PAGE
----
With a company the size of BSA and incorporating the Triumph resource as well there were a lot of bits and pieces to go at without producing too many special parts. As he delved deeper into it Brian found the only really special bit needed was a wide ratio gear cluster, the rest of the bits were either BSA Bushman and C15 or Triumph Cub. So, taking the engine, frame, wheels and brakes from the Bushman, allying them to a swinging arm from the Triumph Sports Cub and C15 Trials front forks meant very quickly the concept was up and running. There was a little work done on the engine and Brian Martin proceeded to test the theory in local trials. To quote Peter Fraser “…Brian Martin has been causing raised eyebrows…” which referred to his results in local trials and first class awards in two national trials. Suddenly things looked serious. It helped the cause when BSA fitted proper, or almost proper, trials-sized wheels in the Bushman. With a 4in x 18in rear it meant a proper trials tyre could be used and not sacrifice grip. Up front though BSA fitted the 3in x 20in diameter wheel which the C15T used. Why 20in diameter? According to the publicity for the C15T it was a better general purpose size which floated over rocks more easily… rumour had it the company over-ordered 20in rims and tyres… discuss.
Also from the BSA spares stocks were an Amal Concentric carburettor, an air filter assembly used on the company’s Victor Enduro model and an alloy petrol tank from the C15T. Providing the sparks was an energy transfer ignition – probably a Wico Pacy version as this company provided the Bantam electrics – so no battery or lighting equipment to add weight.
Talking to Fraser, Brian Martin admitted there’d been a little engine work done and there would probably be more to come in this area as he’d co-opted his brother Michael from BSA’s engine development department. Michael was noted for his work with two-stroke engines and would be looking at exhaust development too as the world was realising how important the exhaust system on a two-stroke was to provide the correct performance.
The little prototype was fitted with as wide a ratio gear cluster as was possible which, according to Peter Fraser, meant this was mostly a ‘first gear’ bike in sections unless a flat out blind was required to deal with muddy sections. To jump forward slightly by 50 years, these days a wide cluster isn’t quite so important for Pre65 trials as few events have the high mileage as they did in the Sixties. This allows a lower overall gear ratio and means more gears can be used in sections.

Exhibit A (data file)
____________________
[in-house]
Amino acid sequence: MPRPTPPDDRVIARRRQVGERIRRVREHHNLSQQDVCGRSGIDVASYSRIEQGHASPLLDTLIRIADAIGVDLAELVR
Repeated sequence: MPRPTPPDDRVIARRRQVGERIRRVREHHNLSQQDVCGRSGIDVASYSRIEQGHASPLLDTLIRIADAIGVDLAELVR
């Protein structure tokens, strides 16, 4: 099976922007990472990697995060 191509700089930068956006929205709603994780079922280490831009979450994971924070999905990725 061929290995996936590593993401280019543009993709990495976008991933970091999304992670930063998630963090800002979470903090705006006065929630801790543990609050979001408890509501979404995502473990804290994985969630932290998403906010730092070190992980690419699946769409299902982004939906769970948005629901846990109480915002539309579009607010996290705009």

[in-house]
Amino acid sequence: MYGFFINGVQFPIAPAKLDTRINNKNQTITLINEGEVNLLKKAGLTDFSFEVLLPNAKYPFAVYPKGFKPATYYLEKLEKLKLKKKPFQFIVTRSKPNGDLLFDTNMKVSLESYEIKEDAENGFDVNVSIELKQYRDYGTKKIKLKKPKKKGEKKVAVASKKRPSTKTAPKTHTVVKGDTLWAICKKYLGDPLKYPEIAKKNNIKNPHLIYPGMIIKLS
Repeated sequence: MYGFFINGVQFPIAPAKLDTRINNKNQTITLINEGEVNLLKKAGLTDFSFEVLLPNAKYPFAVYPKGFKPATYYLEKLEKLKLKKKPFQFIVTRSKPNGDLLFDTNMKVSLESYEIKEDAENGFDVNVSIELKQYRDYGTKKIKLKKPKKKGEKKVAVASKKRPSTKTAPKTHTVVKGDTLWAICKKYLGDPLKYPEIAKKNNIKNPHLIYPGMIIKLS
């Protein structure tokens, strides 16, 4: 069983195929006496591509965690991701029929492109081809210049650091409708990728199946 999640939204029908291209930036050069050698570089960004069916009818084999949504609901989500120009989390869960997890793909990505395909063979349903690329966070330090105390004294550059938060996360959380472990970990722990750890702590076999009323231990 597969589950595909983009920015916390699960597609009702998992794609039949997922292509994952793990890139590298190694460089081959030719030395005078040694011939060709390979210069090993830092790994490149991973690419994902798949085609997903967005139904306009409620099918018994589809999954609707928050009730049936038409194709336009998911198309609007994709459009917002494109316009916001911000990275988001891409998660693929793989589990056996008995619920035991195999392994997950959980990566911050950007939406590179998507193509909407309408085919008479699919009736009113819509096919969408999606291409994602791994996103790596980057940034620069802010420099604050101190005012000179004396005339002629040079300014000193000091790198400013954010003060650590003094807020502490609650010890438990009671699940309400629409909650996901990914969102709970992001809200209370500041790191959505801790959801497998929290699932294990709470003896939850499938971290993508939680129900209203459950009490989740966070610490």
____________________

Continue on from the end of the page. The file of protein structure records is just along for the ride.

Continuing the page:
So, on the go, the riding position was described as full size unlike some smaller machines where it is scaled down. Brian Martin quipped the bike was so easy to ride and so light it was likely to give older riders a new lease of life in the sport. Fraser agreed on the lightness of the Bantam and while no one in the development team would be drawn on exactly how light it was, their claim that it was ‘sub-200lb’ felt right to the journalist. Once on the go Peter found the machine responsive and controllable, though said he found the footrest position to be not right for him; qualifying this, he agreed the bike was first of all a prototype and built for someone else.
Tackling a steep climb Fraser wound the engine on in deference to the lack of capacity then found as he hurtled up the climb there was no need to use quite so much throttle as the engine pulled quite well from low down. Had the test day been wet things might have been a little different of course but in the bone dry conditions the torque rather than revs could be used. Things Fraser liked were the 11in ground clearance and how the short wheelbase made nadgery sections quite easy. The machine’s performance on downhill sections was commented on as often this type of going can show up weaknesses in a machine yet it was claimed the bike performed just as well here as on climbs. Even allowing for the less than critical type of reporting in those days it was clear this machine had lots of potential and to further test it out a team of three riders – they being Dave Rowland and Mick Bowers on 173cc models and Dave Langston on a 148cc version – would tackle the SSDT later in the year. Peter Fraser had begun his report by saying this machine showed BSA’s long-term interest in the trials scene and finished it off by saying the company certainly were on a winning track with the bike and hoped it would eventually reach production.